My reflections on our historic Election Day, which appeared in the Miami Times.
It was 11:45am. I was getting ready for brunch with a mentee. The news flashed across the screen of my phone – we have a new President. Immediately I screamed for my husband and shared the news. So many emotions ran through me — joy, pride, tears, and laughter. It was an overwhelming feeling of relief and vindication to see Joe Biden win the race to become our 46th president. In all of this, I felt the joy even more acutely due to a personal connection. I remembered when I first met Vice President- elect Kamala Harris nearly a decade ago. It was during the National Black Prosecutors Association conference in July 2010. At that time, she was the San Francisco District Attorney. During our brief interaction, it was clear Ms. Harris was so sharp yet incredibly kind. It’s wild to think that I had been speaking to the future Vice President of the United States. To see a woman of Jamaican heritage like myself follow the path of being a prosecutor, then successfully running for District Attorney, California Attorney General, United States Senator, and now Vice President gave me so much hope and promise.
By the same token, I still feel sadness. Knowing that more than 70 million Americans are either racist or racist adjacent (accepting of racism) is a hard pill to swallow. I knew it was out there, but seeing the quantitative data – a hard number – is tough. It broke my heart to really digest this about the country (as well as the county) in which I live. Hopefully it’s a temporary emotion that will subside with time while focusing on the hard work ahead to rebuild. But the Trump vote is a clear vote against police accountability, control of our communities and destiny, and voting rights, in favor of – supposedly – the economy; but in actuality, supporting white extremism and preserving the status quo.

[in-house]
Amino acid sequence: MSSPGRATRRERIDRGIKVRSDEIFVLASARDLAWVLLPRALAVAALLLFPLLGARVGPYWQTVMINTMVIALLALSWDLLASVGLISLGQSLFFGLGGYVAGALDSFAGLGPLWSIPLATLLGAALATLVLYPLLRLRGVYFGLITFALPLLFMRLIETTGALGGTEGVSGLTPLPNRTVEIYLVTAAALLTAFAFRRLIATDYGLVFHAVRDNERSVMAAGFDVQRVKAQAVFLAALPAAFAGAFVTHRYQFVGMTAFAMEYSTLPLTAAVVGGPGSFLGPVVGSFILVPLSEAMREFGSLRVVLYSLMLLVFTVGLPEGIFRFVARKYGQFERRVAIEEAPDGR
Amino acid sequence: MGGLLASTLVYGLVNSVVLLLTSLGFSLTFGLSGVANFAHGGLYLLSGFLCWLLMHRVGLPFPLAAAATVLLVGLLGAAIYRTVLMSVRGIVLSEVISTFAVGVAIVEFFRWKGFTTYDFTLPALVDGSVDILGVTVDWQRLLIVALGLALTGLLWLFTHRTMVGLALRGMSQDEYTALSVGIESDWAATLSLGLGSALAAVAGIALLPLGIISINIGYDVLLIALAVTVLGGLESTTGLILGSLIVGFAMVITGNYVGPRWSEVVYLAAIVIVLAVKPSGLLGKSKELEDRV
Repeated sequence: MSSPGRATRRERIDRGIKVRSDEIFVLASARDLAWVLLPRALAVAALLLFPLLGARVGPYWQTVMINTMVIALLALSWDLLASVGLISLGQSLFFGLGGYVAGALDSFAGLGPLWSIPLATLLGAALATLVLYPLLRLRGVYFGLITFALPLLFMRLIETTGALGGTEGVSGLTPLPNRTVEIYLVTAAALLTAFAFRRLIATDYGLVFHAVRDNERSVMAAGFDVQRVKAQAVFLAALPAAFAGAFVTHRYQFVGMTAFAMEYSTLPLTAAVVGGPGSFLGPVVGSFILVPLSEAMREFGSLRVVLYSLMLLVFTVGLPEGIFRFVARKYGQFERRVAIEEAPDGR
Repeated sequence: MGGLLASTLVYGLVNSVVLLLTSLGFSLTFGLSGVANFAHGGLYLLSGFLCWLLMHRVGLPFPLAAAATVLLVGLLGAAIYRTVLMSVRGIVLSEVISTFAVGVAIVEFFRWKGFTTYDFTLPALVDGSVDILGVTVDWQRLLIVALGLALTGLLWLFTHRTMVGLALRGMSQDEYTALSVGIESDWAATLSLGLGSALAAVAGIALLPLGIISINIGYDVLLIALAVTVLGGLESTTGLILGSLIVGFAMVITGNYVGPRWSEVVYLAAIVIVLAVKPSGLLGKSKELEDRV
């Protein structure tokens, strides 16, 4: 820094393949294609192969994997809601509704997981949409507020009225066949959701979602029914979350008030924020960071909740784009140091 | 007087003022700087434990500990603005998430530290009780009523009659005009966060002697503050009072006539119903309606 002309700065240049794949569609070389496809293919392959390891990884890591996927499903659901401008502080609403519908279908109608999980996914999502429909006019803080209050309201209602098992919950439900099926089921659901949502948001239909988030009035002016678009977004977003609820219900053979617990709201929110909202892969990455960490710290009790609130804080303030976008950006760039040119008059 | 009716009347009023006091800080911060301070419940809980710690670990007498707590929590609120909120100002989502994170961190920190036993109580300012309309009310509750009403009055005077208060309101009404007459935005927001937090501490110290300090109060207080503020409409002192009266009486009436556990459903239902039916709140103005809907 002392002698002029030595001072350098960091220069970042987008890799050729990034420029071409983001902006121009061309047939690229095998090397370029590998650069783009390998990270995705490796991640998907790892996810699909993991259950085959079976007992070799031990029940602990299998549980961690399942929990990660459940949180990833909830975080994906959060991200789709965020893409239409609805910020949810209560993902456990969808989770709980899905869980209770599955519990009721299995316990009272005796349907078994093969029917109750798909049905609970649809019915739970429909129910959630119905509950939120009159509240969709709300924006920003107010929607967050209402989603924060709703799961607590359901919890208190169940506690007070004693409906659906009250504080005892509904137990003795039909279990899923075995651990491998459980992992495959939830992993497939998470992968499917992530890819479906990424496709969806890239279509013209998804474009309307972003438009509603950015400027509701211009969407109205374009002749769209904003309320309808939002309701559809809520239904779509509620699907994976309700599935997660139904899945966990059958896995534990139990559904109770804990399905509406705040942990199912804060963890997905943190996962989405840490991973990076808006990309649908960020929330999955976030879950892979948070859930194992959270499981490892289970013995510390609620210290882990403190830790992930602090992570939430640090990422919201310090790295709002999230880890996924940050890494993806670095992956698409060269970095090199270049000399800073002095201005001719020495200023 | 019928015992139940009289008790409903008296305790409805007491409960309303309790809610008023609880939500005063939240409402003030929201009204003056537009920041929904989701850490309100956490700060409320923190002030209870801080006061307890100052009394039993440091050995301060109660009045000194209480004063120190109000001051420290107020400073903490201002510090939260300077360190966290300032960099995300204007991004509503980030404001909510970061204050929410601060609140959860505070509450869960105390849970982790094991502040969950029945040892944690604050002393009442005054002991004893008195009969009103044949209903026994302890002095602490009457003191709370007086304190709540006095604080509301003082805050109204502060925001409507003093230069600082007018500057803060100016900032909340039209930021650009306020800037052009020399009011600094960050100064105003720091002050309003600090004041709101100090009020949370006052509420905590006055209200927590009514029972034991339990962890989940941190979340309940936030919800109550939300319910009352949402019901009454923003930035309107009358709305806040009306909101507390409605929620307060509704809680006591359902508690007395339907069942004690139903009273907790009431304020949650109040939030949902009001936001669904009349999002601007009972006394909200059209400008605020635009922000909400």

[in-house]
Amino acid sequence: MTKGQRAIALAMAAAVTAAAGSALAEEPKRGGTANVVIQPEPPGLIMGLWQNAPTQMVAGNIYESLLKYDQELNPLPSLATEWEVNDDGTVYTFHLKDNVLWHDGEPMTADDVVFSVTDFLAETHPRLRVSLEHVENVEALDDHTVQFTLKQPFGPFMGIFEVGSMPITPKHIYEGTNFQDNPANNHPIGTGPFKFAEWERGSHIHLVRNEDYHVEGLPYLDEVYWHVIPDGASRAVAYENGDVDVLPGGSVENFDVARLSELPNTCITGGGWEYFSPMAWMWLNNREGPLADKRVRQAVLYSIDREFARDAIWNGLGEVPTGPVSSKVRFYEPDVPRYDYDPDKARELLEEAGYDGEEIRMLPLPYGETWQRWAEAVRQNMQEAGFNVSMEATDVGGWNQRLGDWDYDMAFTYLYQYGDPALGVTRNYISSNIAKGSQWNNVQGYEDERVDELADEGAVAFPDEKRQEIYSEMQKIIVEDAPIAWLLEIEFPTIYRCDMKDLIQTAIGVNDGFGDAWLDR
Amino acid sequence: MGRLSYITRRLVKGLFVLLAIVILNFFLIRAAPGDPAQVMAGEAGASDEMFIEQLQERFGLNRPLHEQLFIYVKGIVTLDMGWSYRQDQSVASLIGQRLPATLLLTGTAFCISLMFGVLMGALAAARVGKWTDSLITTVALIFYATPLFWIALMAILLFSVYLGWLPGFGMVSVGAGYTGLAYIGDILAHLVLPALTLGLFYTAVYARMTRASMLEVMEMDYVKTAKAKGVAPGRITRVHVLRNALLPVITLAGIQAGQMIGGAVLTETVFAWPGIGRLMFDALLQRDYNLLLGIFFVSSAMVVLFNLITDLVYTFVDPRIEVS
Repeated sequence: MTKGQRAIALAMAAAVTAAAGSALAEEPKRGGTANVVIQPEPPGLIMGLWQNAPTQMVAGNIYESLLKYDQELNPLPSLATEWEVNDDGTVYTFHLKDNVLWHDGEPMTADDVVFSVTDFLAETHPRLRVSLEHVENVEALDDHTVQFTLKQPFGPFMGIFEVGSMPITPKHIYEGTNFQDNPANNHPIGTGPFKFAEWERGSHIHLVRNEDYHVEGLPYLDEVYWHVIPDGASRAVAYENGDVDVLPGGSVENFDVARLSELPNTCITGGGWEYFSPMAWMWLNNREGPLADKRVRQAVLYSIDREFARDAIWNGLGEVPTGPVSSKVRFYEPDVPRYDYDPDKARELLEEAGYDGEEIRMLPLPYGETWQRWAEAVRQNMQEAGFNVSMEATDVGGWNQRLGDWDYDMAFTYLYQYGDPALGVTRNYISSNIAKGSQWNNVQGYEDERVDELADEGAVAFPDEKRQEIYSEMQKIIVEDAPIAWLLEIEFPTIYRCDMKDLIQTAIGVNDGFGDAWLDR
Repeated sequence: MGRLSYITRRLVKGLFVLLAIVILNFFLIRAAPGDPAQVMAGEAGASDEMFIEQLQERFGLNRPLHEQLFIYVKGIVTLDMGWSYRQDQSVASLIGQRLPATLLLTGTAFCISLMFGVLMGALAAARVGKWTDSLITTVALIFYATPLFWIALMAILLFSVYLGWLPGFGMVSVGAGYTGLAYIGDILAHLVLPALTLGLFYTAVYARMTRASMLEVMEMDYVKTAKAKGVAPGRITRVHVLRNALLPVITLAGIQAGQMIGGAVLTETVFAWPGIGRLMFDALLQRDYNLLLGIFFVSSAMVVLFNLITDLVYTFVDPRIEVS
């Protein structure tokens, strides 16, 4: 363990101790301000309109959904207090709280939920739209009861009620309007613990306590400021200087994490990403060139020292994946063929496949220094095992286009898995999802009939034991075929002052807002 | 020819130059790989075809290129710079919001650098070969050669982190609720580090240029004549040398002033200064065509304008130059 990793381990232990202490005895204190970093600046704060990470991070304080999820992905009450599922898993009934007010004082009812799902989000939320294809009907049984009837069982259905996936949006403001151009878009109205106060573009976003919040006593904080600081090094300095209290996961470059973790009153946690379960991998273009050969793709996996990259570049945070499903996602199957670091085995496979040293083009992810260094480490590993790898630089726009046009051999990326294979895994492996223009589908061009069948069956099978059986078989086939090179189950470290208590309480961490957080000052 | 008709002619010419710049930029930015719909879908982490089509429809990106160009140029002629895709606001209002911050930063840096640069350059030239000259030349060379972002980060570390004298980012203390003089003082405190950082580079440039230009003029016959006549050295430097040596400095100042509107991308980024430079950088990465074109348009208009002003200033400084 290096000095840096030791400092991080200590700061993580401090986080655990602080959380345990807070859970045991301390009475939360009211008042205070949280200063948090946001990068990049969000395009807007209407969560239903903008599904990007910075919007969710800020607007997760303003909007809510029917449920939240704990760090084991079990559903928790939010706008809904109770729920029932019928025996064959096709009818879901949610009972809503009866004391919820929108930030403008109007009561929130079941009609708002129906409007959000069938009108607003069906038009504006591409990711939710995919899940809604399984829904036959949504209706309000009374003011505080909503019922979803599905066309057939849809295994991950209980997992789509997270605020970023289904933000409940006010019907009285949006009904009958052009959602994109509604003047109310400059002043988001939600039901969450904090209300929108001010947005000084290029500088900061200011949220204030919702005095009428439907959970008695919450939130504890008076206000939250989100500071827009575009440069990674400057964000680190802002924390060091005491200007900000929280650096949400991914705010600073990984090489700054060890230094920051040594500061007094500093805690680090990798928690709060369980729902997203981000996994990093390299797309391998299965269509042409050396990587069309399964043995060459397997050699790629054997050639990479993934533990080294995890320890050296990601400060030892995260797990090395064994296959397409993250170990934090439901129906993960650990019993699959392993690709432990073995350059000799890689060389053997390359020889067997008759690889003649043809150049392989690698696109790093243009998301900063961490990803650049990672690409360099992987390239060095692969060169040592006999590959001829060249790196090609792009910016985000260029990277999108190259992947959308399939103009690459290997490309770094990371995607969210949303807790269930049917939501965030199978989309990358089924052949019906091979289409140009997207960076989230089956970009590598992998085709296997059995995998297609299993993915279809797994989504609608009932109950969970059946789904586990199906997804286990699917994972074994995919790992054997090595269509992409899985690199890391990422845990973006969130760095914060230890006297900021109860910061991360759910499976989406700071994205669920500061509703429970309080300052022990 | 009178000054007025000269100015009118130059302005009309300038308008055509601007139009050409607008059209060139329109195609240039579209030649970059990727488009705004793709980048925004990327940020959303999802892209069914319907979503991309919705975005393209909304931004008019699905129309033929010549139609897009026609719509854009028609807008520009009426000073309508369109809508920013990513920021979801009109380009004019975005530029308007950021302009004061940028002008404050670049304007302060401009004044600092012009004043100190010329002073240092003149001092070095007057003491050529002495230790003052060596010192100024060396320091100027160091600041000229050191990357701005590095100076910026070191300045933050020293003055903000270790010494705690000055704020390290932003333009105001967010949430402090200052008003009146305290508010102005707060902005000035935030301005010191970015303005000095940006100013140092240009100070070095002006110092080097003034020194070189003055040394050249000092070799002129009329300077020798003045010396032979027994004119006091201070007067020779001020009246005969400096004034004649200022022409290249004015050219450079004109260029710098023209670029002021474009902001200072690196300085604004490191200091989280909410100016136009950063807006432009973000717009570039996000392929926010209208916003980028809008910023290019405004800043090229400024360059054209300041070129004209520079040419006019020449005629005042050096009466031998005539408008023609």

The road ahead is very long; we are in a period of time in this nation much like the Reconstruction era after the Civil War. There will be anger, followed by a lot of introspection. Hopefully, we emerge a little bit more conscious as to who we are as a country, with a new focus on who we want to be.
As the millennials say, please “miss me” with any pronouncements that racism is over due to Kamala Harris being elected. Her opponent’s words and actions, as well as those of some Republican leaders, made this very clear. I am reminded of comments made by the Miami GOP chair who stated on Facebook Live election night, “if you do not want a Kamala Harris presidency- because you know that is what it will be – go out and vote.” That is a stark reminder of where we are. The dog whistle was clearly designed to motivate racists and sexists. Also, seeing recent events where the University of Miami Republican club made racial slurs regarding Kamala Harris, with no real public rebuke by university officials or the GOP leadership, shows the level of racism from the new generation on up to current leadership.
Even more troubling, in this time of celebration, there are some African Americans (mostly men) who have made comments that Vice President-elect Harris’ status as a daughter of immigrants somehow doesn’t reflect the experiences of African Americans — suggesting their ancestors would not be proud of this moment in the same way. We saw an increase of support for the outgoing administration in the African American community (albeit small). While we celebrate, we have to be cognizant of the work that needs to be done to heal the divides in our own community. Pitting Black immigrants against Black Americans does nothing to move our interests forward. We’ve seen it locally this election cycle. It’s insulting as well as destructive. The racists are betting on the effectiveness of the divide and conquer strategy; we cannot let them succeed.
I did meet my mentee.
We laughed, cried, celebrated and toasted to the victory.
And now, the work commences.
Melba Pearson is the Director of Policy and Programs at the Center for the Administration of Justice at FIU, focused on prosecutorial reform. She is a former Miami homicide prosecutor and Deputy Director of the ACLU of Florida. Follow her on Twitter @ResLegalDiva.